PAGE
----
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Masbateños fear bloody poll as four bets vie for gubernatorial post

Aug 4, 2015 @ 1:07

An acquitted murder suspect, an incarcerated governor, a son-in-law of an assassinated congressman, and an acting governor are vying for the gubernatorial post of Masbate in the 2016 elections.

And this seemingly colorful cast of characters has started to worry a group of Masbateños who fear that next year’s elections in the island province will, again, be a bloody one.

In a meeting with the provincial police, the Masbate Advocate for Peace (MAP) sought help in curbing the perennial problem of election-related violence in the province.

“It’s been 50 years that political violence has been going on in Masbate. Before, the PNP and Army were used by the politicians as goons. There are four personalities interested in the gubernatorial post all equipped with machinery,” MAP chairman Igmedio Camposano was quoted as saying by The Manila Times.

Camposano, a local trial court judge, is referring to former governor Antonio Kho, jailed governor Rizalina Llanete, former 1st District representative and now San Fernando Mayor Bong Bravo and acting governor Vicente Homer Revil of Liberal Party.

Kho was implicated in the murder of Masbate Rep. Moises Espinosa, Jr. in 1989 when he was the mayor of Cataingan town. He was acquitted in 2005.

In 1995, he was also charged – and later acquitted in 2006 – with the slaying of Espinosa Sr.’s brother, Masbate Rep. Tito Espinosa.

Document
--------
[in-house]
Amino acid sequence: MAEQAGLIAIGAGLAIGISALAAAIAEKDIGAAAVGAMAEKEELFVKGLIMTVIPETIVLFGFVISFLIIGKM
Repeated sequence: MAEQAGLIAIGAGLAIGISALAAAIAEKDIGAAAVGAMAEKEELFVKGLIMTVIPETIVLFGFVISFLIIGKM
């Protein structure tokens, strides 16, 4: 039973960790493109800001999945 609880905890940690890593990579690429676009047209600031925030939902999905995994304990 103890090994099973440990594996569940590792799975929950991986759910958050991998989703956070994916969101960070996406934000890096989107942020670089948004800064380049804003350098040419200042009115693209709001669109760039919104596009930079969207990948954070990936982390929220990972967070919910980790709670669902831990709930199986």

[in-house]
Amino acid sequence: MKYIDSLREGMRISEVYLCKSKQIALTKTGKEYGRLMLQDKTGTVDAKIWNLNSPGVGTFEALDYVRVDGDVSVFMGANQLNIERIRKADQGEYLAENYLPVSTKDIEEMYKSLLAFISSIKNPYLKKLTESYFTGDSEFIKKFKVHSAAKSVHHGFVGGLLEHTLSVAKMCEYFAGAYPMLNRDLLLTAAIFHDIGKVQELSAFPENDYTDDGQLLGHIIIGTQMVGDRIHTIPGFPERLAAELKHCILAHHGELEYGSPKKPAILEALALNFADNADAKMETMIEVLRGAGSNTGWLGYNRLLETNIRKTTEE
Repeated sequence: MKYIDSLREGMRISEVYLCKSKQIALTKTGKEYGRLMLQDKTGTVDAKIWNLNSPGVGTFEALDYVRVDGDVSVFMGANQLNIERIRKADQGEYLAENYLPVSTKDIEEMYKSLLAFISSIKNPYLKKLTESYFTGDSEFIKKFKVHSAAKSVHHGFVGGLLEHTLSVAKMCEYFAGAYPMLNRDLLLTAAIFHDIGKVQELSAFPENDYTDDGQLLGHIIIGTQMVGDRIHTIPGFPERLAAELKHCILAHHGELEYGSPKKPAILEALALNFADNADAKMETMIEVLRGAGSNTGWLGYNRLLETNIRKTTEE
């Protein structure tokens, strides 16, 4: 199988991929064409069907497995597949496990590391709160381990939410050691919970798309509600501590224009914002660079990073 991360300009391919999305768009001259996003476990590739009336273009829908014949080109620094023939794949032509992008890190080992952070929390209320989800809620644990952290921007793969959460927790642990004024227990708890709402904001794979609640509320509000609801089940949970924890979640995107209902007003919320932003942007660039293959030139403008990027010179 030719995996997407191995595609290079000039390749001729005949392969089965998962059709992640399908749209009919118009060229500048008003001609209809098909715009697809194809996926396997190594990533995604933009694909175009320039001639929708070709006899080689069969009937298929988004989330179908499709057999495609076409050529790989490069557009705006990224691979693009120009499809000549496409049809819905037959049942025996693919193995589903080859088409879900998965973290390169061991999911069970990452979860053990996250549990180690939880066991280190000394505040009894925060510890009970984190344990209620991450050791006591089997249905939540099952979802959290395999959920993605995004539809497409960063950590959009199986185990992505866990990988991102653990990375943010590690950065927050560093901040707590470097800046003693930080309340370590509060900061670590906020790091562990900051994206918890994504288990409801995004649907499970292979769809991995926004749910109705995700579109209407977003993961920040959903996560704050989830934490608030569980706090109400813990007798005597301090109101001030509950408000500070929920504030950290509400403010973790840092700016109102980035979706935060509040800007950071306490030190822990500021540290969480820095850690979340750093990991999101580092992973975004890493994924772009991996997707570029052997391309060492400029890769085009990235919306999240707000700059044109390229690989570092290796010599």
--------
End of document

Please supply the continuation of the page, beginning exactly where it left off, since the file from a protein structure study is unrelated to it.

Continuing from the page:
Llanete, the elected provincial governor, is currently in jail facing trial for her alleged involvement in the pork barrel scam.

Bravo, on other hand, is the son-in-law of the slain Tito Espinosa.

Currently in power is Vice Gov. Revil, who was designated as acting governor in Llanete’s place.

Camposano cited Masbate politics’ long history of bloodshed.

“Today we’re apprehensive with the attitude in Masbate that whenever there are promising new leaders in the province and in the municipalities the so-called elimination or ‘purging’ of emerging leaders is being done along the way for the new generation of leaders not to thrive,” the MAP leader said.

Camposano pointed out said that the “worst case scenario” in Masbate is that there would be more election-related violence such as killings and the proliferation of private armed groups.

MAP’s concerns are without basis:  Every election period, the province is placed under Commission on Elections control as a political hotspot because of the high incidence of election-related violence.

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